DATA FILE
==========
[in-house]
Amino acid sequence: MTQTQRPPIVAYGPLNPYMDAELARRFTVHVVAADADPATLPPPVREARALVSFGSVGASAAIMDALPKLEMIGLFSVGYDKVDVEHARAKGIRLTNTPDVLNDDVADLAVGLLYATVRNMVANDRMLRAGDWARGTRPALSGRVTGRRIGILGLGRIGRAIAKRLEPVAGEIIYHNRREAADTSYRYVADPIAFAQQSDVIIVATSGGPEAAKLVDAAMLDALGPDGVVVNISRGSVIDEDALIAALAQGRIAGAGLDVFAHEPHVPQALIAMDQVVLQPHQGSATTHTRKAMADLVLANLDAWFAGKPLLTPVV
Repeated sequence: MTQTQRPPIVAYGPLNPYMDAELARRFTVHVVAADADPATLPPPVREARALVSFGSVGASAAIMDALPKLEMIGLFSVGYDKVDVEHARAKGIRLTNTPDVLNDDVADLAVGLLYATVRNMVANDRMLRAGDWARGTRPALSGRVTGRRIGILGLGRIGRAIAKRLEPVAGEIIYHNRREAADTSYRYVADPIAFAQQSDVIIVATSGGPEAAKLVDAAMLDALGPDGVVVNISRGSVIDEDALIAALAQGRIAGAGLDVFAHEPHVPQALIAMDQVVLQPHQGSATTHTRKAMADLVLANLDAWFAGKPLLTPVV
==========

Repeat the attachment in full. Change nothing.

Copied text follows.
[in-house]
Amino acid sequence: MTQTQRPPIVAYGPLNPYMDAELARRFTVHVVAADADPATLPPPVREARALVSFGSVGASAAIMDALPKLEMIGLFSVGYDKVDVEHARAKGIRLTNTPDVLNDDVADLAVGLLYATVRNMVANDRMLRAGDWARGTRPALSGRVTGRRIGILGLGRIGRAIAKRLEPVAGEIIYHNRREAADTSYRYVADPIAFAQQSDVIIVATSGGPEAAKLVDAAMLDALGPDGVVVNISRGSVIDEDALIAALAQGRIAGAGLDVFAHEPHVPQALIAMDQVVLQPHQGSATTHTRKAMADLVLANLDAWFAGKPLLTPVV
Repeated sequence: MTQTQRPPIVAYGPLNPYMDAELARRFTVHVVAADADPATLPPPVREARALVSFGSVGASAAIMDALPKLEMIGLFSVGYDKVDVEHARAKGIRLTNTPDVLNDDVADLAVGLLYATVRNMVANDRMLRAGDWARGTRPALSGRVTGRRIGILGLGRIGRAIAKRLEPVAGEIIYHNRREAADTSYRYVADPIAFAQQSDVIIVATSGGPEAAKLVDAAMLDALGPDGVVVNISRGSVIDEDALIAALAQGRIAGAGLDVFAHEPHVPQALIAMDQVVLQPHQGSATTHTRKAMADLVLANLDAWFAGKPLLTPVV